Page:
But at least it looks good. Everything's grimy and muddy and quite convincing as a world cursed by evil in which dark things lurk behind every shadow. The locations are gorgeous, and some of the sets even look like they cost some decent buck. And there's plenty of swordfighting action, which is exactly what people want out of a sword-and-sorcery flick - there's even flintlock pistols in here, although Kane has a nasty habit of pulling one out whenever the plot deems it convenient. The fight choreography isn't much to shout about either, but I guess Bob Anderson was too expensive. Still, Bassett has a talent for making the film seem big and epic, which is no mean feat given what looks like a modest budget.

Ultimately, this feels like a film that simply didn't take its source material seriously enough. You just need to look at the Lord of the Rings movies to see fantasy done by filmmakers who truly loved the genre; or even as far back as Conan the Barbarian, still the definitive sword-and-sorcery film. I'm sure neither Bassett nor Purefoy set out to make a bad movie - it's just that they thought loud, cheesy and bombastic is the way to make Solomon Kane. Well... it is, but it's also not enough. If you're jonesing for good filmic sword-and-sorcery like I always am, it's definitely worth a watch. But it really could've been much, much better.

Note: Here's a page of reviews of some of the original Solomon Kane stories by Robert E. Howard. Don't they sound better than this movie?

NEXT REVIEW: From Paris with Love
Expectations: looks like fun

5 comments:

Brain Cell Killa said...

loved the in-depth review.. just what a movie review should be like. check out my reviews, as well.. who knows we might do a collab ;)

braincellkilla.blogspot.com

gwailo said...

I'm glad I saw your review, I thought this might be a WWE movie with Kane as its main character, so I was going to skip it.

Taranaich said...

"It's the kind of fantasy writing you rarely find anymore, full of that unashamedly purple prose that's as badass as its famous barbarian hero."

I have to say, I don't find Howard's prose particularly purple. Florid, dramatic and with a large vocabulary, but hardly "purple." Purple is a term I reserve for erotica or truly bad fantasy novels, and Howard is neither.

"The writing especially is pretty dire; every line of dialogue is stilted and corny and dull. You could point at Howard's writing and call the movie a faithful adaptation thereof, but there's a difference between prose and film, folks."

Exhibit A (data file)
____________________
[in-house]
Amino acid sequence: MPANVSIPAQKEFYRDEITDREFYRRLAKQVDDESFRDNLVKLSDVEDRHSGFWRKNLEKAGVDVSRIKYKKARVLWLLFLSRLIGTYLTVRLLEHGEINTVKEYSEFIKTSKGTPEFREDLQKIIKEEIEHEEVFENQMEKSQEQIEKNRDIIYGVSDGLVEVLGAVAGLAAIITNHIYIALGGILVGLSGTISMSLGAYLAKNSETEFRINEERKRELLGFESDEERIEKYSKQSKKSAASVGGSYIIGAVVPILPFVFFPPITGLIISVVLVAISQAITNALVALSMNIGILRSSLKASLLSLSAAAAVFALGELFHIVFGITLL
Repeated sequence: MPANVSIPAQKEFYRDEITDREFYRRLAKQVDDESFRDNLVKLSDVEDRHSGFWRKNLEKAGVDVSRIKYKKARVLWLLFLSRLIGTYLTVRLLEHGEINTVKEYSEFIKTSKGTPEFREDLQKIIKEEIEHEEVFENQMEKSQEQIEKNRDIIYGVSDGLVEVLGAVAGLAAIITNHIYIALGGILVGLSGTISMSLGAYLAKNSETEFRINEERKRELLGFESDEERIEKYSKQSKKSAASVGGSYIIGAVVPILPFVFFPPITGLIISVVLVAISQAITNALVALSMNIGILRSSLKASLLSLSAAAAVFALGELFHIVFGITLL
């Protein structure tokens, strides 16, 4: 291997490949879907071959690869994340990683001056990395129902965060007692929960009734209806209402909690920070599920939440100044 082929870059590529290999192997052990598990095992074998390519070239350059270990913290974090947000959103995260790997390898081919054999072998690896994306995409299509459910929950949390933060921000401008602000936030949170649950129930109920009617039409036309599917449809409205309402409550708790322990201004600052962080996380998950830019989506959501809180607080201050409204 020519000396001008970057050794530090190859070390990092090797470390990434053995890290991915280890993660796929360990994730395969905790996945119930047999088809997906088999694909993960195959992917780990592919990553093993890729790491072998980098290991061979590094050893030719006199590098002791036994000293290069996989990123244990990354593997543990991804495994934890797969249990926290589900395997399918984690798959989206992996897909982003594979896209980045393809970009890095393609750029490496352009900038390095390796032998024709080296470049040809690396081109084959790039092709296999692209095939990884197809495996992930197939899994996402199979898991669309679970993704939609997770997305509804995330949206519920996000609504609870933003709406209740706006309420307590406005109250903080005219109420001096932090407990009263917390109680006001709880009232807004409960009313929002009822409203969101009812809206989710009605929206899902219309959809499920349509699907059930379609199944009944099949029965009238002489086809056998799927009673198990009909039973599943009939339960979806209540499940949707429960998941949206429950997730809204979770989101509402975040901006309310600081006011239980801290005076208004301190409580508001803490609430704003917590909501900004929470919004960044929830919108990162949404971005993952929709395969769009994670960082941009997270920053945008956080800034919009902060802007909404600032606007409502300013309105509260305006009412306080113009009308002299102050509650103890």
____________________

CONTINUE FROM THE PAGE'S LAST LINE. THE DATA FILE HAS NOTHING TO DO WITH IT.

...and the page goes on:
And anyone who does is an idiot. Howard's prose was poetic, vibrant and powerful, but "stilted and corny and dull"? No way. The script in Solomon Kane was full of pomposity and airs of profundity, not to mention cliche-ridden. I could point to a number of quotes that are like Howard imitations, but certainly nothing Howard-esque.

"The film purports to be an origin story for the title character, who never really had an origin in Howard's stories. It's not bad as origin stories go, and it's even somewhat Howardian - but the plot is pretty formulaic despite a couple of cool or unexpected scenes."

Unfortunately, as with Conan the Barbarian, this origin story manages to contradict the few things we do know about Kane's life. True, Bassett based them on lines from the poems and stories, but he took phrases like "I lead a rout of ungodly men, and my heart was sickened" and blew them completely out of focus.

"You just need to look at the Lord of the Rings movies to see fantasy done by filmmakers who truly loved the genre; or even as far back as Conan the Barbarian, still the definitive sword-and-sorcery film."

John Milius loved his Viking story. He sure didn't love Robert E. Howard or his work, as stated in various interviews and documentaries, making up all manner of crazy stories about him to make him seem more "interesting" and just making him look like a psychopath in the process.

"I'm sure neither Bassett nor Purefoy set out to make a bad movie - it's just that they thought loud, cheesy and bombastic is the way to make Solomon Kane. Well... it is, but it's also not enough."

No, it really isn't, on either count. Solomon Kane is one of Howard's most sombre, conflicted heroes, and his adventures are much more grim than other stories. They're far closer to horror than their other Sword-and-Sorcery brothers. "Loud, cheesy and bombastic" is the absolute LAST way to make a Solomon Kane adaptation.

"Note: Here's a page of reviews of some of the original Solomon Kane stories by Robert E. Howard. Don't they sound better than this movie?"

Dr Hermes' reviews are great, glad you linked to them. I don't agree with him on every count, but they're a fun, irreverent read. I do think you should give the Kane stories a shot. They're excellent reads, some of them among Howard's finest.

TMBF said...

Hey, great to hear from someone familiar with Howard's Kane. I know Milius' Conan isn't a particularly faithful adaptation, but I liked it just the same, so I didn't mind Bassett taking the same approach with Kane. And I'll definitely look out for a good collection of the Kane stories in future. :)

Anonymous said...

i will definitely bookmark this blog.. nice reviews by the way...=)